Strength in fed cattle prices in Alberta reached up to an astonishing $148.50 per hundredweight (cwt) last week, which spilt over into the feeder complex. Larger volumes of heavier feeder cattle are coming on the market, with backgrounding operations liquidating fall-placed calves, but this did little to stem the upward momentum.
Overall, feeder cattle were extremely volatile, selling $5-$15/cwt higher depending on location relative to seven days earlier. Non-feature 850-pound mixed steers sold for $164/cwt off the backgrounding lot in southern Alberta. By the end of the week, black Angus-based steers weighing just over 750 lbs. were quoted at $180/cwt landed in a Lethbridge-area feedlot.
Alberta pen closeout prices for fed cattle are approximately $25/cwt above break-even prices with margins nearing record highs. Most cattle feeders have been in the business long enough to know this will not last and coffee shop chatter suggests larger operations are pulling in the reins on replacement cattle purchases. I watch the smart money (which is not me) — and when these gentlemen say prices are too high, the prices are too high. A little jump in cash barley, from $152 to $156 delivered Lethbridge, along with weaker beef wholesale prices, causes a defensive tone amongst large-scale operators. These cattle feeders don’t want to be squeezed during the summer with June live cattle futures trading at a $9 discount to the April contract.
The weaker Canadian dollar continues to underpin all sectors of the Canadian cattle market with the interest rate spread widening between Canada and the U.S. The Federal Reserve once again confirmed the easing of its bond buying program with positive U.S. gross domestic product (GDP) data coming forward. The Canadian dollar will correct over time by trading sideways or correct with a small bounce; however, I’m looking for steady selling of the Canadian dollar against the greenback over the next couple of months.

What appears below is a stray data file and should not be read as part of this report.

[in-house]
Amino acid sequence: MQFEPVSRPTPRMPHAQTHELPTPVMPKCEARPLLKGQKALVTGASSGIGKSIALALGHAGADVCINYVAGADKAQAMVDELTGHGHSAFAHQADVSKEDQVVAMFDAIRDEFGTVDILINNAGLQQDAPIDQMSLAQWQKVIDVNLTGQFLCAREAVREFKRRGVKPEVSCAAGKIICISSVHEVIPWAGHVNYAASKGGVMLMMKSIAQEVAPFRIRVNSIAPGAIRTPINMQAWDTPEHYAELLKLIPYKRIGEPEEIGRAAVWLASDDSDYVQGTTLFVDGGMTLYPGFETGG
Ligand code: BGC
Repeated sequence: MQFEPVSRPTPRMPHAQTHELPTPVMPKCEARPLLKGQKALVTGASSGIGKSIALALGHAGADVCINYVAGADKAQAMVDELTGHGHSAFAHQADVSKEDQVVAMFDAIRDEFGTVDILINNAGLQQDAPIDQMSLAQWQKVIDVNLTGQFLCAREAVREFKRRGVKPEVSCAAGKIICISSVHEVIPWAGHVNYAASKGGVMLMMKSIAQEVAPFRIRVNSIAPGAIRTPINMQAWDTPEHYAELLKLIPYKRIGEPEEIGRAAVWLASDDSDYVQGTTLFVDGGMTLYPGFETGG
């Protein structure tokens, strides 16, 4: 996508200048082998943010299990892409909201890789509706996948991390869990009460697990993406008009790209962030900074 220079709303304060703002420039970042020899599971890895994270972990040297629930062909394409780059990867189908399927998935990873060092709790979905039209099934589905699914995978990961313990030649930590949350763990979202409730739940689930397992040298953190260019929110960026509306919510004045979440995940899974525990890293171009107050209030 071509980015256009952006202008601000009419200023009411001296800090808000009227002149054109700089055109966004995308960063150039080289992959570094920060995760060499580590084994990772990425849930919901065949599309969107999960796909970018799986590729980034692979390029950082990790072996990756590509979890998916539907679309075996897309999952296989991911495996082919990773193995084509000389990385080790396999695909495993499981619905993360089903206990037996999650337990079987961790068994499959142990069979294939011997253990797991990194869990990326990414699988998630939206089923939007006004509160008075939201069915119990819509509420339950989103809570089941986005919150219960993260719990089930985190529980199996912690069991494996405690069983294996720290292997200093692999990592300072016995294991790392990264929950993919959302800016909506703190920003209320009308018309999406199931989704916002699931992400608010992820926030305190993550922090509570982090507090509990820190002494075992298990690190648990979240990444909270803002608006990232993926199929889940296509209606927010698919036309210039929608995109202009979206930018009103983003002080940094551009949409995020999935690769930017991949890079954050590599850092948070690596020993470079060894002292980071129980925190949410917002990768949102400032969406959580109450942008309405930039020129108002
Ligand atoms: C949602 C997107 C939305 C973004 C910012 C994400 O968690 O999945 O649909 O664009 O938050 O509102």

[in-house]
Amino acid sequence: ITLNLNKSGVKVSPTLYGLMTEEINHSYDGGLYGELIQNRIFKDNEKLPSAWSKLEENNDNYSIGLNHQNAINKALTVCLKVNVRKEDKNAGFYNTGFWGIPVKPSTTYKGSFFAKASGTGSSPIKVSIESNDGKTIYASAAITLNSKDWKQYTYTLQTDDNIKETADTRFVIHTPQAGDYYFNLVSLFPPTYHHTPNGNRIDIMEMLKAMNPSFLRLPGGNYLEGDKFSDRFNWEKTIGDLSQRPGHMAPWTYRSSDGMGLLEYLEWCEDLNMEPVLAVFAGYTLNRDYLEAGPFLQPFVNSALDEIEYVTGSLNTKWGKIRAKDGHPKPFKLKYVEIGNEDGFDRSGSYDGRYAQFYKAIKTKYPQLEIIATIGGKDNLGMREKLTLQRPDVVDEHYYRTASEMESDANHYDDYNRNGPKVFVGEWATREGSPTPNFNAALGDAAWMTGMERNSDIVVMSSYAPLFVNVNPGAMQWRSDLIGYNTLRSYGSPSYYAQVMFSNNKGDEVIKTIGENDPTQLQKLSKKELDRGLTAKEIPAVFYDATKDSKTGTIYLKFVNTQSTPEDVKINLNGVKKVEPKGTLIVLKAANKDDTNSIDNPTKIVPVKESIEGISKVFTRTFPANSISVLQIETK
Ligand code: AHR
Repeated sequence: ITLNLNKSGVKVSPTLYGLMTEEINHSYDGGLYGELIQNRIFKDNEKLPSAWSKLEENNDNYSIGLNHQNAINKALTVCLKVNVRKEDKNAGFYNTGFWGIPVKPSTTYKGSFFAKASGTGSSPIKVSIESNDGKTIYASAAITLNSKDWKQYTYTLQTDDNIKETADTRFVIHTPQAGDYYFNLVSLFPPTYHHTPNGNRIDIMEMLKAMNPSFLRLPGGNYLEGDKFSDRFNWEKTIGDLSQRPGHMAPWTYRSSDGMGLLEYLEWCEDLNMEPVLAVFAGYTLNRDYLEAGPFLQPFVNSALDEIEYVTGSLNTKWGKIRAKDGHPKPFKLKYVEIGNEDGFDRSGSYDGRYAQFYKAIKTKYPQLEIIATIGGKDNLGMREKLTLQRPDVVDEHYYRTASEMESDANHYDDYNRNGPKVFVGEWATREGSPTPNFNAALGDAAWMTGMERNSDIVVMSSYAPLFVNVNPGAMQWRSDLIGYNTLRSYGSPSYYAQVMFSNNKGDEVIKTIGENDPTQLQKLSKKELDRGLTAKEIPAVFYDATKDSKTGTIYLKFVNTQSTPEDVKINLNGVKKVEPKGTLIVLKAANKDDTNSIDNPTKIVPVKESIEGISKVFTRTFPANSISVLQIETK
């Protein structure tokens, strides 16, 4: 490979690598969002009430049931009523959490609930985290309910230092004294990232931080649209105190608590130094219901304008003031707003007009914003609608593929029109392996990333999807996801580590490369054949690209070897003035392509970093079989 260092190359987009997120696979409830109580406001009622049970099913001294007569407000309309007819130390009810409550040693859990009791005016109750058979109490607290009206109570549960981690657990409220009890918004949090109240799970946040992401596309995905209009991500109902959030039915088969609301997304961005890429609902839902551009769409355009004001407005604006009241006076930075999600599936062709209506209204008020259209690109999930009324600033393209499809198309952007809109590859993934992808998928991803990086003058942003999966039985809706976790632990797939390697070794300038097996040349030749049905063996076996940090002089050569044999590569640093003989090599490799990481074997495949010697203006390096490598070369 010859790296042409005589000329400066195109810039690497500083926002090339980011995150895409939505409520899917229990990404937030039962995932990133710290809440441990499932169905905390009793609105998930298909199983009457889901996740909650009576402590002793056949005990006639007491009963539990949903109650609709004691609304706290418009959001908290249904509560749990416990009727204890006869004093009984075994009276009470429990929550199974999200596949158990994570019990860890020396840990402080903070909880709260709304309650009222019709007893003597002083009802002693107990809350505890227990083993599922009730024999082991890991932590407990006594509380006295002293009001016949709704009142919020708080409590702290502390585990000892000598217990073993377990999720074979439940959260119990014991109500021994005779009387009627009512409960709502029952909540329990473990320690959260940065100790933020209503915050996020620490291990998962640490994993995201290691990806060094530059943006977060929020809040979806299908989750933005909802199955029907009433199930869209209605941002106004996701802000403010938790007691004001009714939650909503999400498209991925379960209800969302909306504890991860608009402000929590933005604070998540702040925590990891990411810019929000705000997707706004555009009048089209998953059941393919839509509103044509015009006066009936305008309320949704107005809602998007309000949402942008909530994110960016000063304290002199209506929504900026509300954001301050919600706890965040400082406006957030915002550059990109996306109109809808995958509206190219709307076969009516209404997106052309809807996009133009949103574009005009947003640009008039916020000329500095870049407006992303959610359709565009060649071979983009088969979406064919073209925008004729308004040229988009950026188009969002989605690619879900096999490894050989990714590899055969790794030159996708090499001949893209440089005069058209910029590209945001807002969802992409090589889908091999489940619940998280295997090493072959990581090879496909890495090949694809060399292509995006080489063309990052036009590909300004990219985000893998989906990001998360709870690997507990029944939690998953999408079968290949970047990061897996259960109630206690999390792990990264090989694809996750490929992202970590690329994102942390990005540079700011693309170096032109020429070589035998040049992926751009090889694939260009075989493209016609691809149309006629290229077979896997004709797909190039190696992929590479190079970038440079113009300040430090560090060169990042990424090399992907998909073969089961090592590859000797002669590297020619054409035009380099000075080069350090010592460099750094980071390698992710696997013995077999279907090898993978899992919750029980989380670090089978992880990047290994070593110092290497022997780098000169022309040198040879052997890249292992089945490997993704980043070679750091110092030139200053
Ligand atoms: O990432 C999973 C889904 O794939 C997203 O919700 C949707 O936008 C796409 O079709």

I’ve actually received a few calls from grain farmers (who have never fed cattle) asking if this is the time to place feeders in a custom feedlot. I guess it has been a long cold winter and with limited grain movement, farmers are looking for opportunities. This is a sure sign that the highs are near for feeder cattle. Don’t get caught up in the hype that the industry is running out of cattle, for the average consumer doesn’t care about inventory reports but rather switches to another protein product.
– Jerry Klassen is a commodity market analyst in Winnipeg and maintains an interest in the family feedlot in southern Alberta. He writes an in-depth biweekly commentary, Canadian Feedlot and Cattle Market Analysis, for feedlot operators in Canada. He can be reached by email at [email protected] for questions or comments.